SunSpecial: Coasting Along   Leave a comment

There are over one hundred National Monuments in the United States. These Monuments are much like National Parks; only usually much less known, and don’t receive the thousands of visitors or extra funding for operations and improvements (like restrooms and snack bars) that you find in many National Parks. Perhaps most important (other than the bathrooms, of course), is a National Monument can be created with the stroke of a pen – just by the authority of office the President can create a National Monument if there is reason to believe the area holds significant interest and importance to protect it as public lands, forever.

In 1906, irritated by the inability of Congress to reach an agreement on protecting western landmarks that were being destroyed in the name of progress, President Theodore Roosevelt passed the Antiquities Act which allows the US President to take actions that will preserve and protect unique environments for future generations. While being a National Park might be more prestigious (and a lot more crowded in Summer), Park creation requires approval by the entire US Congress, along with the President. And we know how hard it is for all of them to agree on almost anything.

Just last week, President Obama signed into law a new National Monument, the Point Arena-Stornetta Public Lands. Actually, the proclamation added the 1,665 acres of these lands to the already-existing California Coastal National Monument, which itself was created through the signature of then-President Clinton in 2000. One thing that makes this action unique, and necessary, is the existing Coastal Monument consists entirely of 20,000 small islands and rocks located over 1,100 miles of the California coastline. All in the Pacific Ocean. With no land connection. So anyone who wanted to visit this Monument had to either go by boat (and most of the rocky islands have no beach or place to anchor a boat); or be a SCUBA diver; or a very strong swimmer. Or a sea lion, and they don’t care if their rock is a Monument or not because they’ve been sleeping on it for years. And they don’t need any fancy restrooms, either.Point Arena Ca Coastal NM  BLM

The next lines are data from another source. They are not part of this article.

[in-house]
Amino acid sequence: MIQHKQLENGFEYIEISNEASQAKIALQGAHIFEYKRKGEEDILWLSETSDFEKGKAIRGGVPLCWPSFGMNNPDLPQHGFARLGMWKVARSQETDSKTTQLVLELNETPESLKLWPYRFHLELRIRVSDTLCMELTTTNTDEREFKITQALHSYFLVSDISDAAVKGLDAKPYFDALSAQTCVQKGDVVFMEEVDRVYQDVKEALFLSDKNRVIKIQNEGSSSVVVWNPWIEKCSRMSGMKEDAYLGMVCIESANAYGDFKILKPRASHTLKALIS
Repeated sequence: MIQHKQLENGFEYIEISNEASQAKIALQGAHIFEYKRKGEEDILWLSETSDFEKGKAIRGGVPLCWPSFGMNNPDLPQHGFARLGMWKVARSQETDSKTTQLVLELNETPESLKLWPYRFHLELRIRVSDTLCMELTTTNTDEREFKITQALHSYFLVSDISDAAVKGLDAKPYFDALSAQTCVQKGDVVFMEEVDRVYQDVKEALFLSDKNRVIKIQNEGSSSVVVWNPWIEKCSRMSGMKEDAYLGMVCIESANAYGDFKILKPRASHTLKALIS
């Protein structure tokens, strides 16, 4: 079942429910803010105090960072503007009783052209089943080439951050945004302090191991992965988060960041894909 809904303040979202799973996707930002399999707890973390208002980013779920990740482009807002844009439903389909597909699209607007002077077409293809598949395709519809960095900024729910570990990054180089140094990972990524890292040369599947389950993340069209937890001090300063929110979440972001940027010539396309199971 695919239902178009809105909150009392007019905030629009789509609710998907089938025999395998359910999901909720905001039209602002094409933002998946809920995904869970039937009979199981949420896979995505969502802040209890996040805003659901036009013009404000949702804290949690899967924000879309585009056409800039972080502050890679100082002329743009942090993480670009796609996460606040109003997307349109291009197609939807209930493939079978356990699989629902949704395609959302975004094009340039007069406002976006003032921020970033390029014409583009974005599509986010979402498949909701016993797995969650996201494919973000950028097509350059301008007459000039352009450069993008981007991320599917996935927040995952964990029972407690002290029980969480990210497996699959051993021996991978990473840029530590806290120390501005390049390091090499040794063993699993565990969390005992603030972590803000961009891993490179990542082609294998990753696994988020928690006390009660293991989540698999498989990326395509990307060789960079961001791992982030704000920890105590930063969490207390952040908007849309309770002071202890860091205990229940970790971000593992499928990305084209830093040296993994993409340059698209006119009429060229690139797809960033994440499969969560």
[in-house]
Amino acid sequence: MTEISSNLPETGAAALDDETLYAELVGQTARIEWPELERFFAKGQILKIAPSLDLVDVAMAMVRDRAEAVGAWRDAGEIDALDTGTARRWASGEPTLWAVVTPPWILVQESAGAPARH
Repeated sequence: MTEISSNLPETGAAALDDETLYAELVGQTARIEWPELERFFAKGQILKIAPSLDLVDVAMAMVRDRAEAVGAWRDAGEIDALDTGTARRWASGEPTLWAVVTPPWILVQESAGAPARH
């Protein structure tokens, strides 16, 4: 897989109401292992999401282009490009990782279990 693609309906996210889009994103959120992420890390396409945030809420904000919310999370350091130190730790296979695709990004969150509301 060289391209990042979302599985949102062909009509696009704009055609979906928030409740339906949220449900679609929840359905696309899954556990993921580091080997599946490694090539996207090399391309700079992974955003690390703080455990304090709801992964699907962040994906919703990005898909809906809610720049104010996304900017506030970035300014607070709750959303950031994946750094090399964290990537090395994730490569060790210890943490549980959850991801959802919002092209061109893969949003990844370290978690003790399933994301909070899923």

Also, the ‘newly-monumented’ (trademark!) Arena-Stornetta Lands hold many streams and tributaries of the Garcia River, home to chinook and coho salmon, along with steelhead trout and the complex environments that support these keystone species. Along the coast are located dunes, tidepools, and the Garcia River estuary; inland can be found the endangered Behren’s silverspot butterfly (Speyeria zerene behrensii), and equally endangered, but also surprising and unusual Point Arena Mountain Beaver (Aplodontia rufa nigra), which really isn’t a beaver although at first look could be confused for an actual beaver. But more on that in another story.

In the 1970’s a section of the now-protected land had been proposed for construction of a Nuclear power plant – which at the time seemed like a good idea – until it was pointed out that nearby is the earthquake-prone San Andreas Fault, which could lead to catastrophic results; plus building a massive cement and steel power plant would destroy much of what was left of the rapidly disappearing California native environment.

Since Teddy Roosevelt created the first National Monument in 1906 (Bully!), every President but three have similarly identified and protected historic sites, natural lands and native environments. Thanks to public input, community involvement and making smart, responsible decisions that benefit us all not just today, but into the future, when it comes to National Monuments nearly every President has shown he’s capable of doing more than just coasting along.


Michonne Says: At first I thought this story was all about national marmots. Not ‘mon-you-mints’. National marmots would be more interesting. But mint tastes good so if a ‘mon-you-mint’ is a new kind of mint that’s fine.



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